TEXARKANA, Ark. - A Texarkana, Ark., mother knows all to well the importance of blood and bone marrow donations.
Her son was born with a critical illness. He's had two life-saving donations, first when he was born and mostly recently as last year.
In 2010, Regina Johnson gave birth to her son, Ryan Williams, and his twin sister, Regan. Doctors knew immediately that something wasn't quite right. Ryan was in critical need of a blood donor and thankfully, a match was found.
"This saved my son. If it wasn't for a person being nice enough to come in and donate my son wouldn't be here," said Johnson.
But it wasn't that simple, several years later, Johnson would learn that her son now needed another life-saving procedure.
"He's 11. He has a twin. I want to see them grow up. I want to see him happy. I want to see him cured of this disease that has plagued his life since he was born," said Johnson.
He was born with a rare bone marrow disorder and was having to depend on transfusions to keep him alive.
In 2020, there was a new ray of hope they found a match. Johnson said the transplant surgery in Boston, Massachusetts was a success, but there was yet another complication.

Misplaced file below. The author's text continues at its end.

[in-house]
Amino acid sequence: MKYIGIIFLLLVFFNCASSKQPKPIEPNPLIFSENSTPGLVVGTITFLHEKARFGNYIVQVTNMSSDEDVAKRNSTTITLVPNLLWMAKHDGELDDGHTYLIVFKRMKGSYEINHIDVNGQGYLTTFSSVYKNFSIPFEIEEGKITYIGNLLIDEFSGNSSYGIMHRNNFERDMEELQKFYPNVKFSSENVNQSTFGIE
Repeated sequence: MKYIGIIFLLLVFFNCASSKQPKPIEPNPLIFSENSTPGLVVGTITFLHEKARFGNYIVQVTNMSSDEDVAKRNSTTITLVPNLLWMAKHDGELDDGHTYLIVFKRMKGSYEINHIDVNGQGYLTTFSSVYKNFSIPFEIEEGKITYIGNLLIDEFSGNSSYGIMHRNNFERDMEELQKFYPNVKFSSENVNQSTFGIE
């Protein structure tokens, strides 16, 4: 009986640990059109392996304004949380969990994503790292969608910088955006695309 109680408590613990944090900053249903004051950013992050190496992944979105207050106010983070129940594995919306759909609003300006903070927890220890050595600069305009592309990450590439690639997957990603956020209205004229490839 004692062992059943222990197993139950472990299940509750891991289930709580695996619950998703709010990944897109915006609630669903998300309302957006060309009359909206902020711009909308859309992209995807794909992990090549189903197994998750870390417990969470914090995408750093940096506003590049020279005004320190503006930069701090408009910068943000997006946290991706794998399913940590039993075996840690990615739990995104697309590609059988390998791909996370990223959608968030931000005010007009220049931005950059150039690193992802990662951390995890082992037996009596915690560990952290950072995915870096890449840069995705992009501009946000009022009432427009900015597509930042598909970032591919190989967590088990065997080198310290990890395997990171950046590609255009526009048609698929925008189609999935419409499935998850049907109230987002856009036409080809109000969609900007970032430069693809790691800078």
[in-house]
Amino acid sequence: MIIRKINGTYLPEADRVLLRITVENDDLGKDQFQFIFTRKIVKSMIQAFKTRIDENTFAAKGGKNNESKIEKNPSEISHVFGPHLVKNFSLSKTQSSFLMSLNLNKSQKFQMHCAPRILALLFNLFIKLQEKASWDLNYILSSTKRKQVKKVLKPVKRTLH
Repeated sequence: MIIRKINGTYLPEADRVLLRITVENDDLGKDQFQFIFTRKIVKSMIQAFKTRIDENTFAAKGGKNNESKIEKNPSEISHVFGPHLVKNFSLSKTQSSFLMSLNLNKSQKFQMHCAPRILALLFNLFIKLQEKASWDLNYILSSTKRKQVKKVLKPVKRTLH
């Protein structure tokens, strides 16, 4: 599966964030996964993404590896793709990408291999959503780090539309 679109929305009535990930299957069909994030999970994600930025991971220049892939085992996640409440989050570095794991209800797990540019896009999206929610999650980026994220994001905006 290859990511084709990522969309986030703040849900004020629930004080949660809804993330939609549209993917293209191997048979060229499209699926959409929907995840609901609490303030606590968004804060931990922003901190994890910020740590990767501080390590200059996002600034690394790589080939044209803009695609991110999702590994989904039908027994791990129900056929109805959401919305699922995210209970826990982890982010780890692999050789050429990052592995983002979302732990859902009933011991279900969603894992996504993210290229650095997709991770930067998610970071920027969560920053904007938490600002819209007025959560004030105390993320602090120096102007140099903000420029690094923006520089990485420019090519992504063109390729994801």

"For some odd reason, his blood pressure spiked. He ended up being rushed to ICU for which his kidneys and liver were damaged and that condition lead to the condition that he has now which is called TMA," said Johnson.
Johnson says life has been a rollercoaster since then.
Last February, she says her son suffered a seizure and was placed on life-support. As doctors told her to prepare herself for a bad outcome, she asked friends and family to pray for him.
Ryan eventually made a rebound and is now undergoing chemo treatments.
"It had nothing to do with the transplant actually taking, it was just an unfortunate transplant complication that he had," said Johnson.
Ryan is facing a long difficult road to recovery, but Johnson says their family is leaning on the power of prayer. She said her son loves being with his family, reading, and studying astronomy.
"He's a trooper. He's always been a trooper. There's always a smile on his face, no matter what. I tell him all the time, this too shall pass," said Johnson.
While Ryan is still not 100 percent out of the woods, his mother believes they'll get there with time.
"He has so much support and so many wonderful prayers, and because of that I get to hug my son today. I'm so overjoyed and so thankful for every minute, every moment I have with him," said Johnson.
Ryan is now back at his home in Texarkana. His mother said they still go to St. Jude's Research Hospital every two months for chemo treatments.